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Old 02-08-2012, 23:05   #16
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Re: Do I need a genset and if so what size?

oh and I almost forgot ... a mate of mine is using a similar genset to the pic you posted on his cat called Champollion ... he hates the petrol fumes and hardly uses it anymore
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Old 02-08-2012, 23:09   #17
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Re: Do I need a genset and if so what size?

Quote:
Originally Posted by senormechanico View Post
With all the great design of your boats, I'm a little taken back about your rather mastodon genset idea.

My 33' Dragonfly needs no genset.
320 watts of solar (2 Aurinco 100 watt and 1 solarblvd rigid 120 ) with Aerogel insulation on a "from scratch" apartment sized fridge and hot water tank, almost all lighting LED and we're golden.
I even make hot water using the inverter.
Genset?? NO WAY !!!
We went on vacation for a month using the above and didn't even bring along a shorepower cord. Who needs it?
We also used our sine wave inverter to plug in a new friend's catamaran which was having alternator problems. We gave him an hour of shorepower while we were at anchor.

Some people may not believe the above, but it's their loss....
I'm seriously impressed ... I have 5 x 135 Kyocera panels pushing through a MPPT controller ... gets no where close to sorting out my power needs but then again we idle on 25 AH
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Old 02-08-2012, 23:09   #18
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Re: Do I need a genset and if so what size?

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2 Balmar 150 AH alternators wired through a center fielder and smart regulator. The alternators would be a 'just in case' and good back up. Nice thing is that when you need to motor you are getting 'kick ass' charge ...
Well I do have 100amp bosch alts on the motors, but they dont help when parked for a week at a time.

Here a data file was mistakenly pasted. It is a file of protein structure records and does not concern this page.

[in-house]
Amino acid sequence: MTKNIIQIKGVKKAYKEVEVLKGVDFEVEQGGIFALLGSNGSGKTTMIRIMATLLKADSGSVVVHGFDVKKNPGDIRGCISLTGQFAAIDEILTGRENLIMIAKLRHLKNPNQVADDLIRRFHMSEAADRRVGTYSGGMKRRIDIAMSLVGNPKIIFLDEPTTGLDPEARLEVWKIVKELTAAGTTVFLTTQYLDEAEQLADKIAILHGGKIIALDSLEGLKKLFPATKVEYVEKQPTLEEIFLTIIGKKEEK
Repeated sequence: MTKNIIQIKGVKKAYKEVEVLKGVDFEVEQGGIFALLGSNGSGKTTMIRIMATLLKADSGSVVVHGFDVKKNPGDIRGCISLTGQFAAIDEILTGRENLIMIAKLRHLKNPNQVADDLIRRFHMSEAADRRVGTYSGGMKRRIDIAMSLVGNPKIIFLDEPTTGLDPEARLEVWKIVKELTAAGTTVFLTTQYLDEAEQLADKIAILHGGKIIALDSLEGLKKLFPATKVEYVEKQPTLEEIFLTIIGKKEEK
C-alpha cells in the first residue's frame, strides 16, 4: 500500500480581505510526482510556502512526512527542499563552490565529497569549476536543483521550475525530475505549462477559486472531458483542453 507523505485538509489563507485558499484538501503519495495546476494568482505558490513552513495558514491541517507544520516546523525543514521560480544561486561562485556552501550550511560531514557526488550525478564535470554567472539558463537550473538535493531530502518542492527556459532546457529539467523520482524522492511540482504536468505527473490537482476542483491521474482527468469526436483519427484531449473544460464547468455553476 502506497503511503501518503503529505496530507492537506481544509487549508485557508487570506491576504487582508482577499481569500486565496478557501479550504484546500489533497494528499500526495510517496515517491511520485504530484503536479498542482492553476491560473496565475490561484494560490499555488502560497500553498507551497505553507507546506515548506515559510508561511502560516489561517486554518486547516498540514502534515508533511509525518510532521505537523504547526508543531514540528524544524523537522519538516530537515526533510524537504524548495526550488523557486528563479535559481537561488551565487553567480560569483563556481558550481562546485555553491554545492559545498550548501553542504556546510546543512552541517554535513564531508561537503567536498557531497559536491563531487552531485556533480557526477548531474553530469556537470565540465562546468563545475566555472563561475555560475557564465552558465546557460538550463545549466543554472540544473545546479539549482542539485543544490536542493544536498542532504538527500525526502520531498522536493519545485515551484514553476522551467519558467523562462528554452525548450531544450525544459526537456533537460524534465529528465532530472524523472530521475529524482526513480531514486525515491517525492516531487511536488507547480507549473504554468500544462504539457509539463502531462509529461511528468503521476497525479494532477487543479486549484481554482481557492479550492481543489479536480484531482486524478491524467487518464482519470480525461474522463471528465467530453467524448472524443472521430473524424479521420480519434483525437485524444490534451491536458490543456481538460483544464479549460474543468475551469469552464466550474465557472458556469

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Old 02-08-2012, 23:10   #19
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Re: Do I need a genset and if so what size?

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oh and I almost forgot ... a mate of mine is using a similar genset to the pic you posted on his cat called Champollion ... he hates the petrol fumes and hardly uses it anymore
Just as well the gennys pictured are diesel
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Old 02-08-2012, 23:13   #20
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Re: Do I need a genset and if so what size?

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Just as well the gennys pictured are diesel
Ok ... sorry I had not picked that up. Yeah, I guess if you are parked weeks at a time that's fair and well but you would only have to fire up when the solar panels can't keep up?
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Old 03-08-2012, 00:41   #21
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Re: Do I need a genset and if so what size?

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Ok ... sorry I had not picked that up. Yeah, I guess if you are parked weeks at a time that's fair and well but you would only have to fire up when the solar panels can't keep up?
I reckon that's what I am trying to find out.

This vessel Stanyon 40' Power Catamaran has
Quote:
80amp/hr alternators on mains
Honda Eu20i genset
Air-X 400 wind generator
4 x 80w Solarex panels with Plasmatronic regulators
Xantrax 1800watt sine wave inverter and Ctek 2500 switch mode charger
2 x 12v start batteries
4 x trojan 6v 200 a/h batts giving 400a/h
I have 100 amp alts
and plan on more panels and battery than that but no wind generator

It does have a Kelvinator split sytem a/c which I assume runs on the 2kva honda
It does have expensive and small 12 volt refrigeration
It also has washing machine, desal and an icemaker.
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Old 03-08-2012, 00:52   #22
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Re: Do I need a genset and if so what size?

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Its a $$$ and weight thing
$700 vs several thousand for a "marine" genset
The problem is noise. Air- cooled industrial gensets with no sound enclosures make a hell of a racket. You might be able to rapid charge a very large bank and run your AC overnight off your inverter, but this will require a lot of batts (weight and cost again) and you will spend your life managing power and spoiling your cocktail hours with noisy charging sessions. Even if it works at all (and for that, you must do the maths, as others have suggested).

If you don't believe me, listen to one of those Yanmar industrial frame gensets running some time. Then listen to a properly installed marine set. You will immediately understand why the marine genset is more expensive - as is so often the case, because it's really worth it!

I think you've got two practical choices: